The story of the Suez Canal isn’t actually modern history. The Romans themselves had tried with determination to facilitate transportation across the Mediterranean. Pity, though, that the isthmus they built wasn’t as determined as them and silted up during the Byzantine Empire. In later times, Napoleon also became obsessed by the Canal idea, but was wrongly advised by his scientists who told him that the Red Sea was higher than the Mediterranean. And so we reach 17 November 1869, a date which marked not only the inauguration of a waterway, but also of a world powder keg. Almost a century later, from 1967 to 1975, the Canal was closed: those were the years of the Six-Day War between Egypt and Israel.
This closure came at the expense of 14 ships that remained trapped in the Suez Canal for eight years. The tide of history ebbs and flows, but the Canal silted up for a second time: the stranded ships were nicknamed “The Yellow Fleet”, after the desert sand that coated them, because, seen from afar, they looked like desert dunes. A mirage? Not exactly. The officers and crews set up a small, mutual support community, with a church, a soccer pitch and a cinema.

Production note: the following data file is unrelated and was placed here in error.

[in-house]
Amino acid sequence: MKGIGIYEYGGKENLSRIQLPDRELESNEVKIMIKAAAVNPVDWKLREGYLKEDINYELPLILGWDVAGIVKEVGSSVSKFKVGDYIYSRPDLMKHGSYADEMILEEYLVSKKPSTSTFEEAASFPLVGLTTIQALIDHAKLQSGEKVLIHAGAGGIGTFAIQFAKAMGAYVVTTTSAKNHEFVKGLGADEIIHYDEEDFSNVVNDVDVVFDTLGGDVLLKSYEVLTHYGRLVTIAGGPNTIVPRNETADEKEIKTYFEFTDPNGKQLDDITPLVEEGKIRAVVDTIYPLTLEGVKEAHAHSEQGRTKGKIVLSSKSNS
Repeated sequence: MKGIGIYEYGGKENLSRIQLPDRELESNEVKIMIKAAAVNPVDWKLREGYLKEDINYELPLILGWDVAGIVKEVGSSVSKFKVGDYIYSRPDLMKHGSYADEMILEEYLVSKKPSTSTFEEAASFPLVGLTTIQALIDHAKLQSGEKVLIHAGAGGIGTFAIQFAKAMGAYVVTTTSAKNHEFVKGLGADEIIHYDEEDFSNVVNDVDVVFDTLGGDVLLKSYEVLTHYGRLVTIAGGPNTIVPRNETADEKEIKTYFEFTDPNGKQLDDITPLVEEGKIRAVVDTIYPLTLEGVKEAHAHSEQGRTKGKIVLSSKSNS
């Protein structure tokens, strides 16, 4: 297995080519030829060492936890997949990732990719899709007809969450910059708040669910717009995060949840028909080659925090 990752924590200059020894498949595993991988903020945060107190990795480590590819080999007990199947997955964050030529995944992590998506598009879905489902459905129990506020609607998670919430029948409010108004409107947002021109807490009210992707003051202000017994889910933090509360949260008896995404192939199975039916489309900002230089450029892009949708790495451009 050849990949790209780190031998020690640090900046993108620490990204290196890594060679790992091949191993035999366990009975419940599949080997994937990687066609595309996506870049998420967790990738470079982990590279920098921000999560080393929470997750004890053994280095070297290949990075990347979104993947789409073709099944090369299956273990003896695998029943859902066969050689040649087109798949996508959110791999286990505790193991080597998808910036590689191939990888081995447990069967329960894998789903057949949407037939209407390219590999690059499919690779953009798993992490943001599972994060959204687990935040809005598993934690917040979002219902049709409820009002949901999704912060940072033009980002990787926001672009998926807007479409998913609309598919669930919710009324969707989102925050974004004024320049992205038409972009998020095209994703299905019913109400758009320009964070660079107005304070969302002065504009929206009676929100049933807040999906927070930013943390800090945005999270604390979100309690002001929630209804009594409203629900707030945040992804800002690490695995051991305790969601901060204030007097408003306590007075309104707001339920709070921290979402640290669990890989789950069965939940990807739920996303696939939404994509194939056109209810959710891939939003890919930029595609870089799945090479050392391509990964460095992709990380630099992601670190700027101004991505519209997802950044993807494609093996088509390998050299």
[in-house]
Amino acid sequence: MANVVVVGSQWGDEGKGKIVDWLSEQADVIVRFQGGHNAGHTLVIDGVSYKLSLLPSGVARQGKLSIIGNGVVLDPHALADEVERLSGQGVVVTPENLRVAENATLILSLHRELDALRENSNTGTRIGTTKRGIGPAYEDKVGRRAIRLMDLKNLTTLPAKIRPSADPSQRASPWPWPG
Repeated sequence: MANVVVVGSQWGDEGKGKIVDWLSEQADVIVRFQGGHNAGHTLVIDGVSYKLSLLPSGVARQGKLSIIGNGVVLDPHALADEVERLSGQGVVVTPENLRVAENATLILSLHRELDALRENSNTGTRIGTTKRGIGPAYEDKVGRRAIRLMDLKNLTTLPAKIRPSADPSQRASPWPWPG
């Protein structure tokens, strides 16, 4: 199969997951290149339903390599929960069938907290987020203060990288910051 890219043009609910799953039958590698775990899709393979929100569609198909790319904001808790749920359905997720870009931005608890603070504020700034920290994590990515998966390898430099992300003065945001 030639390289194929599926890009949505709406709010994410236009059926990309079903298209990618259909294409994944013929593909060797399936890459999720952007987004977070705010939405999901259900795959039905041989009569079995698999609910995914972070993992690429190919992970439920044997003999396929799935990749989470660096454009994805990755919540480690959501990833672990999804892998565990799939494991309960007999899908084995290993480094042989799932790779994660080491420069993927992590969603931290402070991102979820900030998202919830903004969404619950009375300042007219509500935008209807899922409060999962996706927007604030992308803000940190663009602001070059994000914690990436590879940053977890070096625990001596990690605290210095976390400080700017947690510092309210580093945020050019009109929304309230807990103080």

Our own architects are also grounded and hard at work with their pencils and rulers: they still need to add a restaurant, swimming pool and wellness centre to this Red Sea cruise ship. Until all these facilities are ready (and shipshape) our vessel will have to stay put…
St Elizabeth of Hungary